Reset Remote Desktop Services RDP of an Azure VM

Reset Remote Desktop Services RDP of an Azure VM

There is also an Azure PowerShell command available to do this:

$SubID = "SUBSCRIPTION ID" 
$RgName = "RESOURCE GROUP NAME" 
$VmName = "VM NAME" 
$Location = "LOCATION"
 
Connect-AzAccount 
Select-AzSubscription -SubscriptionId $SubID 
Set-AzVMAccessExtension -ResourceGroupName $RgName" -VMName $VmName" -Name "myVMAccess" -Location $Location -typeHandlerVersion "2.0" -ForceRerun

I hope this gives you an overview of how you can Reset your Remote Desktop Service of an Azure Virtual Machine (VM) if you lost access to it. If you want to know more, read the following troubleshooting article on Microsoft Docs. You can also use Azure PowerShell in Cloud Shell.

If you want to know more about how you migrate your virtual machines to Azure, check out my blog post about Azure Migrate.

 



Microsoft Remote Desktop Preview App

Microsoft Remote Desktop Preview App for Windows 10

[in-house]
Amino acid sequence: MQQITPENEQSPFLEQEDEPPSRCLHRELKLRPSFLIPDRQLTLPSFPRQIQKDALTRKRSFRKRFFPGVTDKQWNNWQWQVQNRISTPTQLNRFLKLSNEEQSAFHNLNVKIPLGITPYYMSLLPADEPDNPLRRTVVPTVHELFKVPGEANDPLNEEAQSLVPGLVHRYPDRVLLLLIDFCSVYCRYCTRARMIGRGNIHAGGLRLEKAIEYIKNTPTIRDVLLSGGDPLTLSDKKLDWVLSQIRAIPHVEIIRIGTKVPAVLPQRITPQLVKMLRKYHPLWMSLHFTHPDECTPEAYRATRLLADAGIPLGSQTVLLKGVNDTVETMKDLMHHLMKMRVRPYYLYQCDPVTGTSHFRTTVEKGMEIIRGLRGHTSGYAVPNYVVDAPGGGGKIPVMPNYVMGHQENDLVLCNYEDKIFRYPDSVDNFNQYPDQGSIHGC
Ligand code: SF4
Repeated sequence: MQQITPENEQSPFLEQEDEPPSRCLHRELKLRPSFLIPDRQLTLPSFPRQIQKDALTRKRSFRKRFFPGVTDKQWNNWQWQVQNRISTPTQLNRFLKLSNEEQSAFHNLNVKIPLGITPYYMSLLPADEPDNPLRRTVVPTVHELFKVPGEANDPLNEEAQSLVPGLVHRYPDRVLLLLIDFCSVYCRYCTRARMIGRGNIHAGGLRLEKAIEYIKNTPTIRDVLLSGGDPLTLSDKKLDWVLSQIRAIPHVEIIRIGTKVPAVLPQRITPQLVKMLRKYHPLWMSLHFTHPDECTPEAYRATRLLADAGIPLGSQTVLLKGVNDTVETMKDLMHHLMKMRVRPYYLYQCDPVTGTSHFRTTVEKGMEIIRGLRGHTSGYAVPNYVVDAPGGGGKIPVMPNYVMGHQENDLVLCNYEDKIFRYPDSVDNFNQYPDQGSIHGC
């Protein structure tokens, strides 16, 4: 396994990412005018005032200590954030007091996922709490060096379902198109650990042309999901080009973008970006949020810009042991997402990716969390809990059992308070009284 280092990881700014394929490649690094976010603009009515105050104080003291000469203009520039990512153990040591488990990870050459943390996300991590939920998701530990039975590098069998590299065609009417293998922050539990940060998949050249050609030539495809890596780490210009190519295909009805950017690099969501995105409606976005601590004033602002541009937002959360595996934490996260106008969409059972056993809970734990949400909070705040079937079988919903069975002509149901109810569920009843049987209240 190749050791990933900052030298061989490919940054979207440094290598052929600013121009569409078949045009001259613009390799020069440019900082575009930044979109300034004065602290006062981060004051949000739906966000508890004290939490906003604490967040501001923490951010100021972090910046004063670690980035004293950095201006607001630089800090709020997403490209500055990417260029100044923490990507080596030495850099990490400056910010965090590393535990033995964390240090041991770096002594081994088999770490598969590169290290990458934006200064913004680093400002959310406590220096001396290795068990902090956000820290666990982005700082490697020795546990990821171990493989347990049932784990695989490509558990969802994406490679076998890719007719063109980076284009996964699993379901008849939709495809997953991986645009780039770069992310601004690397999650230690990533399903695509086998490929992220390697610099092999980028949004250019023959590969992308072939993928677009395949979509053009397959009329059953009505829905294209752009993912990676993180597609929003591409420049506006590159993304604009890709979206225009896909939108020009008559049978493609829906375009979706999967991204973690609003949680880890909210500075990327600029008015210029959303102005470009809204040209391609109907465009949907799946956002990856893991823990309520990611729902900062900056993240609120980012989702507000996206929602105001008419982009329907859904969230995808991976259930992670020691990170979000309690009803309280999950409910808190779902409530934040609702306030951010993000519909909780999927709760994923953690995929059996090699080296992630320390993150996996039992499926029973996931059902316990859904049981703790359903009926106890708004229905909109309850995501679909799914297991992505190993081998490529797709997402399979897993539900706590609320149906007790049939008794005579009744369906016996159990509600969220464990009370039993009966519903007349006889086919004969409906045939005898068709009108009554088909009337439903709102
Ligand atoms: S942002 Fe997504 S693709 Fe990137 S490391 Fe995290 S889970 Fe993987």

Yesterday Microsoft announced a new Remote Desktop Preview app for Windows 10 Universal Windows Platform (UWP) on the Remote Desktop Services Blog. You can get and download from the Windows Store. The new Remote Desktop Preview app has a connection center to manage your connections to Windows Clients and Windows Server. The connection center is your starting point. It allows you to easily manage your desktops. You can add new desktop connections and edit or delete existing connections. Selecting one of the desktop tiles launches the connection. It’s great to see Microsoft finally creating some great Apps for their own Universal Windows Platform.

Microsoft Remote Desktop Preview App Connection Center



RemoteFX

GPU Requirements for RemoteFX on Windows Server 2012 R2